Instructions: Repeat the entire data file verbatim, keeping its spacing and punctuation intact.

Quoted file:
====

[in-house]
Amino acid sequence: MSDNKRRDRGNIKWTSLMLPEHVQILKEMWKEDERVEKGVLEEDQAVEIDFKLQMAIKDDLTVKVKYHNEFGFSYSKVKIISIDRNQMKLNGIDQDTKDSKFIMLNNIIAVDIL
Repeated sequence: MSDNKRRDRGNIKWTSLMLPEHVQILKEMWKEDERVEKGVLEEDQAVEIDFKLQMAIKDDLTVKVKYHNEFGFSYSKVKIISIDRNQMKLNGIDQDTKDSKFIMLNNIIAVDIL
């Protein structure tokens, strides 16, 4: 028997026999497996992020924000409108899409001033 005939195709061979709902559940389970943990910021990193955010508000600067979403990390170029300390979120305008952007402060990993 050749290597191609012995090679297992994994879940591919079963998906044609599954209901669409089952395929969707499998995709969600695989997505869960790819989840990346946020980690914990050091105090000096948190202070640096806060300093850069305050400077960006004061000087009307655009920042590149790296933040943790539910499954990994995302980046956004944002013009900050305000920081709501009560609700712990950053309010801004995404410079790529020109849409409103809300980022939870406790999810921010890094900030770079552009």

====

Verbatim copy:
[in-house]
Amino acid sequence: MSDNKRRDRGNIKWTSLMLPEHVQILKEMWKEDERVEKGVLEEDQAVEIDFKLQMAIKDDLTVKVKYHNEFGFSYSKVKIISIDRNQMKLNGIDQDTKDSKFIMLNNIIAVDIL
Repeated sequence: MSDNKRRDRGNIKWTSLMLPEHVQILKEMWKEDERVEKGVLEEDQAVEIDFKLQMAIKDDLTVKVKYHNEFGFSYSKVKIISIDRNQMKLNGIDQDTKDSKFIMLNNIIAVDIL
């Protein structure tokens, strides 16, 4: 028997026999497996992020924000409108899409001033 005939195709061979709902559940389970943990910021990193955010508000600067979403990390170029300390979120305008952007402060990993 050749290597191609012995090679297992994994879940591919079963998906044609599954209901669409089952395929969707499998995709969600695989997505869960790819989840990346946020980690914990050091105090000096948190202070640096806060300093850069305050400077960006004061000087009307655009920042590149790296933040943790539910499954990994995302980046956004944002013009900050305000920081709501009560609700712990950053309010801004995404410079790529020109849409409103809300980022939870406790999810921010890094900030770079552009």